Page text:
Finally, there is the phone's raison d'??┬╝tre: multitasking via "Simul-task," a trademarked practice for running two different apps on each screen at the same time. Users may simul-task with seven core phone apps: VueQue, Web browser, email, contacts, photo gallery, text messaging and phone. Users can run two apps by tapping each screen at the same time.

This worked surprisingly well--pretty much like you'd expect apps to run on two different phones side-by-side with minimal latency or data delays. We checked ESPN.com scores on screen and Facebook News Feed. We composed and sent an email on one screen while a video played on VueQue.

This multitasking capability is the hallmark of the Echo and yet... it feels strained. Try watching videos while texting or playing the included Bandai Namco Pac-man app while e-mailing and you will certainly run out of patience, battery life or both.

Doing two things at once is hard, and while we can appreciate Sprint and Kyocera's efforts to market a multitasking phone, we're not sure it's needed. Indeed, there are plenty of debates about whether multitasking is really possible or if it just drains our attention.

Back to the Echo, which with 1GB of onboard memory and an 8GB microSD card for the external memory card slot, expandable up to 32GB, should meet most users' data needs.

Call quality on the Echo is fine and not at all echoey, with Sprint's 3G network solid in Fairfield County, Conn. But you have to be able to get over the fact that the phone is thicker than your typical smartphone.

That can be a challenge; you'd have to make calls comfortably with this phone and I'm not sure that's going to be the case for anybody but burly male users. It's too bad the phone lacked a front-facing camera to enable video chats so we didn't have to raise the phone to our ear; we found ourselves on speakerphone for a lot of calls.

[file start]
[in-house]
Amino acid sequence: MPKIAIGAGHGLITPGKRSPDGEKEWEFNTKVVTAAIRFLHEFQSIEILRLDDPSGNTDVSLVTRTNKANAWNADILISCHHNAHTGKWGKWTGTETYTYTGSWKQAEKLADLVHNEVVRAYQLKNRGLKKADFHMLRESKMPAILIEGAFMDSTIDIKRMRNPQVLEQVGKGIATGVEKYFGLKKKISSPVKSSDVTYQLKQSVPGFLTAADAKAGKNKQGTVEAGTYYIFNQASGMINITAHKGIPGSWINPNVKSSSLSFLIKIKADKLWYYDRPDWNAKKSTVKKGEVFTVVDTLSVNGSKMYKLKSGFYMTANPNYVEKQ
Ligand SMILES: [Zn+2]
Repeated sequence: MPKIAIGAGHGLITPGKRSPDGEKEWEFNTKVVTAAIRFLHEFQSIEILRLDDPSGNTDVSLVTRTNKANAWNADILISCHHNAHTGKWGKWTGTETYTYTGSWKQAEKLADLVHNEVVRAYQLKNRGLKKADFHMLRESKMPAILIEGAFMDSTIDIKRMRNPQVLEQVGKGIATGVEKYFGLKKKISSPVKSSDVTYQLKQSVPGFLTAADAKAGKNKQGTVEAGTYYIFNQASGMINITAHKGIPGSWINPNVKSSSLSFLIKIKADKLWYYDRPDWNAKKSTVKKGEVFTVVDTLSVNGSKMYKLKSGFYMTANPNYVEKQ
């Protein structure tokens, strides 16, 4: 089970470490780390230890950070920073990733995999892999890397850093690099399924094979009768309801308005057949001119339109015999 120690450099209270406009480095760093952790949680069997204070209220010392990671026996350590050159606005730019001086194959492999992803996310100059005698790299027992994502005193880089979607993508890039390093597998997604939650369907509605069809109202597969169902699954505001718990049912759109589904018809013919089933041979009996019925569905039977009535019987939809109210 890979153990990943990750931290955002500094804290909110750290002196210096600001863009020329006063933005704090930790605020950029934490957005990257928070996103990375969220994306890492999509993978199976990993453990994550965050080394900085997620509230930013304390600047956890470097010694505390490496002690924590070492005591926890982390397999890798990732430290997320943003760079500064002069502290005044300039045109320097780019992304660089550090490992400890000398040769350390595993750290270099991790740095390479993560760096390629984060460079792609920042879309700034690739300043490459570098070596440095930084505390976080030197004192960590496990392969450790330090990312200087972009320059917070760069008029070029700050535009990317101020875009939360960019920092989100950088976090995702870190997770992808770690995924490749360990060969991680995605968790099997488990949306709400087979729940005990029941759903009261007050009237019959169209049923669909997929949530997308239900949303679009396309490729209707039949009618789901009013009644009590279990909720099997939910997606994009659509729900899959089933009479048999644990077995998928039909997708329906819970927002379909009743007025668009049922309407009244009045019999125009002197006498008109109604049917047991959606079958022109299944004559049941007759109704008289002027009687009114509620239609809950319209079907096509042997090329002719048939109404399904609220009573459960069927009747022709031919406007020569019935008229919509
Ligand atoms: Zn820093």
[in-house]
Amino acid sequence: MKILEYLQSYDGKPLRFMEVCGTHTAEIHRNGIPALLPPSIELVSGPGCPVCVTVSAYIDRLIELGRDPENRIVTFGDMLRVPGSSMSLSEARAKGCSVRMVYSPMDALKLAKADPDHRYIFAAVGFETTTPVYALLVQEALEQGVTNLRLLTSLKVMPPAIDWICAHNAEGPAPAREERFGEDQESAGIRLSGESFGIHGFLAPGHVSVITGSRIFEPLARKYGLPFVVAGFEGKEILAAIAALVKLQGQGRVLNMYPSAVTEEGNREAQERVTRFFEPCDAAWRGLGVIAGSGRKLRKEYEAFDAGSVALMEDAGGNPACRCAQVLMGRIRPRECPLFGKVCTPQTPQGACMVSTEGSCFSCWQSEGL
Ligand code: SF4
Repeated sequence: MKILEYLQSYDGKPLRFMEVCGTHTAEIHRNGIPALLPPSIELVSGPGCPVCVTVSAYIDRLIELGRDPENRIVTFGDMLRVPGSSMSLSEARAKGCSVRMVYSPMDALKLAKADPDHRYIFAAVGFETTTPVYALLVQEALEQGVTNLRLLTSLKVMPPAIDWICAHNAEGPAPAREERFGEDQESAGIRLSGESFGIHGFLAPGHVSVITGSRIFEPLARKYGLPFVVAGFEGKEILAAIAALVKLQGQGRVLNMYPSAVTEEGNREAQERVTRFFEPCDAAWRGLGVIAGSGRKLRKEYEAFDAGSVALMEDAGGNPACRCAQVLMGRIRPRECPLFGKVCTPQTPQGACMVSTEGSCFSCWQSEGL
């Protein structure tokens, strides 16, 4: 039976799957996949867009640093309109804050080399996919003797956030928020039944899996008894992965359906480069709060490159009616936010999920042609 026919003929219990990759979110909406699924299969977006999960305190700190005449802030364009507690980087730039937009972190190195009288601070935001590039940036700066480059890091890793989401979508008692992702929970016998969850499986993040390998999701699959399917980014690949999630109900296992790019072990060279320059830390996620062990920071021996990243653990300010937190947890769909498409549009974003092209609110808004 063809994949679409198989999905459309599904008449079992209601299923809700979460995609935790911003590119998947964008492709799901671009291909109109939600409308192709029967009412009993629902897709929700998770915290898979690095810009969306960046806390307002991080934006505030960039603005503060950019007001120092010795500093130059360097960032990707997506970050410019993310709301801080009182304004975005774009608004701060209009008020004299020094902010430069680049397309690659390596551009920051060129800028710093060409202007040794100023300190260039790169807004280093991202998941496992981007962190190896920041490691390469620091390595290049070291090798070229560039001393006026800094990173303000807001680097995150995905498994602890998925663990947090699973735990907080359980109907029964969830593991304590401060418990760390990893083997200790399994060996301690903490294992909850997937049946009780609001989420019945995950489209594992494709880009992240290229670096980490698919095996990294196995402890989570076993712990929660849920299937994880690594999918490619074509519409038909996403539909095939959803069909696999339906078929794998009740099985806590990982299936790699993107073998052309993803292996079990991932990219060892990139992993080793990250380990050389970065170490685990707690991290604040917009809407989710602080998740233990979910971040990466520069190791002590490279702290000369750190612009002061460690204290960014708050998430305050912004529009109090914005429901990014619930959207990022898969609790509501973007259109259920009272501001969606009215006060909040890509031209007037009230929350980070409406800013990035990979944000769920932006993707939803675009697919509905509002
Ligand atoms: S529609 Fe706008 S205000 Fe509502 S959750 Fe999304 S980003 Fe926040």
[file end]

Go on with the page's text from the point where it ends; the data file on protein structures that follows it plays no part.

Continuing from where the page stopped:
The Echo-as-tablet use case is another matter. When the Echo's two screens are lying flat, the device presents the dainty tablet experience you might experience from a singular 4.7-inch display. Using the Echo in this manner was much more enjoyable.

In that department is a modest 5 megapixel camera with flash, autofocus and 2x digital zoom, with 720p HD camcorder capabilities. The Echo's camera won't be mistaken for the 8 megapixel cameras in its Android predecessors. Pictures we took and videos we shot were serviceable if unspectacular.

There is the requisite WiFi hotspot capability, which Sprint will let users access up to five computing devices for an extra $29.99 a month.

The battery life on the Echo is poor. You won't get through a full day with this 1370 mAh power source,  particularly if you are generating and consuming a lot of multimedia in simul-task mode on both Echo screens. That's why Kyocera offers not only a back-up battery but a cradle charger that plugs into an outlet to let users replenish the drained battery.

While this solves the power outage problem you have to ask yourself if you really want to be the guy who brings an extra battery to work at 8 and has to switch it out between noon and 3 p.m. If you're fine with that and you want people to look at your smartphone/tablet hybrid, you won't find a better gadget than the Echo.